Reports from the Knowledge Labs about our recent findings, research topics, and interviews with lifestyle leaders who are creating their own futures.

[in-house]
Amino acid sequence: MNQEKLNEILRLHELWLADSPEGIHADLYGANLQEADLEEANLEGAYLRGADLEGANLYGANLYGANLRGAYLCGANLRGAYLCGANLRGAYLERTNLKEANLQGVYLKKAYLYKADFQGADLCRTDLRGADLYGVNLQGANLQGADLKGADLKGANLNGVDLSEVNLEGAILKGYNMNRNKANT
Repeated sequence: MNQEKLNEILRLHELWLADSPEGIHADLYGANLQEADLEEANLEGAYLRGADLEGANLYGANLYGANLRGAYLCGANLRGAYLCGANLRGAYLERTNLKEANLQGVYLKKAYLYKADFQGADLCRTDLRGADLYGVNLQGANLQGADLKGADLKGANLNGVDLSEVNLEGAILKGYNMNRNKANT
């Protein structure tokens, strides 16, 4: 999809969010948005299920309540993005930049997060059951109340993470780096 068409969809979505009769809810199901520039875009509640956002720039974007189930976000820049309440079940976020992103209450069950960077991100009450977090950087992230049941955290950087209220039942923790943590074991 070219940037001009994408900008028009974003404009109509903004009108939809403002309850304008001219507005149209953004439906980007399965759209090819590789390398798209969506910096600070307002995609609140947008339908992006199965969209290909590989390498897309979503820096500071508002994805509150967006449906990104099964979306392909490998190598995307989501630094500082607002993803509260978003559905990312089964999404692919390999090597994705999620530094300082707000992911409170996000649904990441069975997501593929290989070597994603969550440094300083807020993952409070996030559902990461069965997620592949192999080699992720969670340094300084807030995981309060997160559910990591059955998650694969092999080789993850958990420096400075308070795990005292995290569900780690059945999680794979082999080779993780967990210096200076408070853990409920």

How to stimulate your own powers of foresight. Consider the following thought provokers. Ask yourself, in these categories what are the brand new trends and forces? Which are the ones growing in importance? Which current forces are loosing their steam? Which have peaked or are reversing themselves? Which are the "wildcards" about to disrupt us in the future? POLITICAL AND TECHNICAL thought for food: Electronics, Materials, Energy, Fossil, Nuclear, Alternative, Other, Manufacturing (techniques), Agriculture, Machinery and Equipment, Distribution, Transportation (Urban, Mass, Personal, Surface, Sea, Subsurface, Space), Communication (Printed, Spoken, Interactive, Media), Computers (Information, Knowledge, Storage & Retrieval, Design, Network Resources), Post-Cold War, Third World, Conflict (Local, Regional, Global), Arms Limitation, Undeclared Wars, Terrorism, Nuclear Proliferation, Weapons of Mass Destruction, Governments (More/Less Power and Larger or Smaller Scale), Taxes, Isms: Nationalism, Regionalism, Protectionism, Populism, Cartels, Multinational Corporations, Balance of Trade, Third Party Payments, Regulations (OSHA, etc.) Environmental Impact, U.S. Prestige Abroad. SOCIAL AND ECONOMIC Food for thought: